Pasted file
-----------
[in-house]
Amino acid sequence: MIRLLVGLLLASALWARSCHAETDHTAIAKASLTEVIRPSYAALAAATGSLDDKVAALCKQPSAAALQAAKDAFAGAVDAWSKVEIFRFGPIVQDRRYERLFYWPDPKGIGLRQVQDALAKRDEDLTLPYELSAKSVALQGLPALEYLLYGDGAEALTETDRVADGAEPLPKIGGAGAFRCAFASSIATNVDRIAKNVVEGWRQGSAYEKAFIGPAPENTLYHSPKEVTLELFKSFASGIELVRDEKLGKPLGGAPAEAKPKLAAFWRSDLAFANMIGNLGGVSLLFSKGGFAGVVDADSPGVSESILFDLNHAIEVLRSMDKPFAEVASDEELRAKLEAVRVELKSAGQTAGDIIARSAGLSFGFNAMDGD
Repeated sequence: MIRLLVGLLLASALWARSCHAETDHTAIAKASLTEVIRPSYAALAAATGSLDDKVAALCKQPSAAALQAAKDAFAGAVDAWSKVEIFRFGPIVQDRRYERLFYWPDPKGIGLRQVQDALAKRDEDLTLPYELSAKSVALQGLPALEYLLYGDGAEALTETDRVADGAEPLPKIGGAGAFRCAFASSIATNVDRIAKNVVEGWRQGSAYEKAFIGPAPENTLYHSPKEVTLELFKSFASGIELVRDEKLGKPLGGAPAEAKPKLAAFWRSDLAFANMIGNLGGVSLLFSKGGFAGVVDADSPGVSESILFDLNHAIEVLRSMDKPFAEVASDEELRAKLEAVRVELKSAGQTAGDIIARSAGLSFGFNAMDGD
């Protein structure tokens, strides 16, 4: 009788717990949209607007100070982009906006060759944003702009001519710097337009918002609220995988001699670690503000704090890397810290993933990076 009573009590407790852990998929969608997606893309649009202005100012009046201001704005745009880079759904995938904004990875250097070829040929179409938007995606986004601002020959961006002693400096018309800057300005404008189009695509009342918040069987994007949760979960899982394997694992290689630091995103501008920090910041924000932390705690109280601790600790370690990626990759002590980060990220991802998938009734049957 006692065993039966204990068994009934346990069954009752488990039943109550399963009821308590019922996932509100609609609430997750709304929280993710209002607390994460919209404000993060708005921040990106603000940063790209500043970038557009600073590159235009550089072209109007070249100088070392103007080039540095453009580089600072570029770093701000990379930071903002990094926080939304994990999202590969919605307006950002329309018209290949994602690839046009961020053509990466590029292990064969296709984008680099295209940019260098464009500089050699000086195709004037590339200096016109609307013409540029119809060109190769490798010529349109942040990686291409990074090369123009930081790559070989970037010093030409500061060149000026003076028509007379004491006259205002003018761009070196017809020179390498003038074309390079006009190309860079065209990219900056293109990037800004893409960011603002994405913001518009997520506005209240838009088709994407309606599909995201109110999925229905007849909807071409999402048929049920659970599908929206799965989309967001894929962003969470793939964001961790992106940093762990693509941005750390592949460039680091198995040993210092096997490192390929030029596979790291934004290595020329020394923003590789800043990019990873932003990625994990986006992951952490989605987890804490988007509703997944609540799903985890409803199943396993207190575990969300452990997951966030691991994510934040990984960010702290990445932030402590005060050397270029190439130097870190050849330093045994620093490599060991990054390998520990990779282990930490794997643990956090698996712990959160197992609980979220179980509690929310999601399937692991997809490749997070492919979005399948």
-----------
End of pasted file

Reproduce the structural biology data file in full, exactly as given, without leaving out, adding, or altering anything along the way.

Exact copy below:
[in-house]
Amino acid sequence: MIRLLVGLLLASALWARSCHAETDHTAIAKASLTEVIRPSYAALAAATGSLDDKVAALCKQPSAAALQAAKDAFAGAVDAWSKVEIFRFGPIVQDRRYERLFYWPDPKGIGLRQVQDALAKRDEDLTLPYELSAKSVALQGLPALEYLLYGDGAEALTETDRVADGAEPLPKIGGAGAFRCAFASSIATNVDRIAKNVVEGWRQGSAYEKAFIGPAPENTLYHSPKEVTLELFKSFASGIELVRDEKLGKPLGGAPAEAKPKLAAFWRSDLAFANMIGNLGGVSLLFSKGGFAGVVDADSPGVSESILFDLNHAIEVLRSMDKPFAEVASDEELRAKLEAVRVELKSAGQTAGDIIARSAGLSFGFNAMDGD
Repeated sequence: MIRLLVGLLLASALWARSCHAETDHTAIAKASLTEVIRPSYAALAAATGSLDDKVAALCKQPSAAALQAAKDAFAGAVDAWSKVEIFRFGPIVQDRRYERLFYWPDPKGIGLRQVQDALAKRDEDLTLPYELSAKSVALQGLPALEYLLYGDGAEALTETDRVADGAEPLPKIGGAGAFRCAFASSIATNVDRIAKNVVEGWRQGSAYEKAFIGPAPENTLYHSPKEVTLELFKSFASGIELVRDEKLGKPLGGAPAEAKPKLAAFWRSDLAFANMIGNLGGVSLLFSKGGFAGVVDADSPGVSESILFDLNHAIEVLRSMDKPFAEVASDEELRAKLEAVRVELKSAGQTAGDIIARSAGLSFGFNAMDGD
């Protein structure tokens, strides 16, 4: 009788717990949209607007100070982009906006060759944003702009001519710097337009918002609220995988001699670690503000704090890397810290993933990076 009573009590407790852990998929969608997606893309649009202005100012009046201001704005745009880079759904995938904004990875250097070829040929179409938007995606986004601002020959961006002693400096018309800057300005404008189009695509009342918040069987994007949760979960899982394997694992290689630091995103501008920090910041924000932390705690109280601790600790370690990626990759002590980060990220991802998938009734049957 006692065993039966204990068994009934346990069954009752488990039943109550399963009821308590019922996932509100609609609430997750709304929280993710209002607390994460919209404000993060708005921040990106603000940063790209500043970038557009600073590159235009550089072209109007070249100088070392103007080039540095453009580089600072570029770093701000990379930071903002990094926080939304994990999202590969919605307006950002329309018209290949994602690839046009961020053509990466590029292990064969296709984008680099295209940019260098464009500089050699000086195709004037590339200096016109609307013409540029119809060109190769490798010529349109942040990686291409990074090369123009930081790559070989970037010093030409500061060149000026003076028509007379004491006259205002003018761009070196017809020179390498003038074309390079006009190309860079065209990219900056293109990037800004893409960011603002994405913001518009997520506005209240838009088709994407309606599909995201109110999925229905007849909807071409999402048929049920659970599908929206799965989309967001894929962003969470793939964001961790992106940093762990693509941005750390592949460039680091198995040993210092096997490192390929030029596979790291934004290595020329020394923003590789800043990019990873932003990625994990986006992951952490989605987890804490988007509703997944609540799903985890409803199943396993207190575990969300452990997951966030691991994510934040990984960010702290990445932030402590005060050397270029190439130097870190050849330093045994620093490599060991990054390998520990990779282990930490794997643990956090698996712990959160197992609980979220179980509690929310999601399937692991997809490749997070492919979005399948």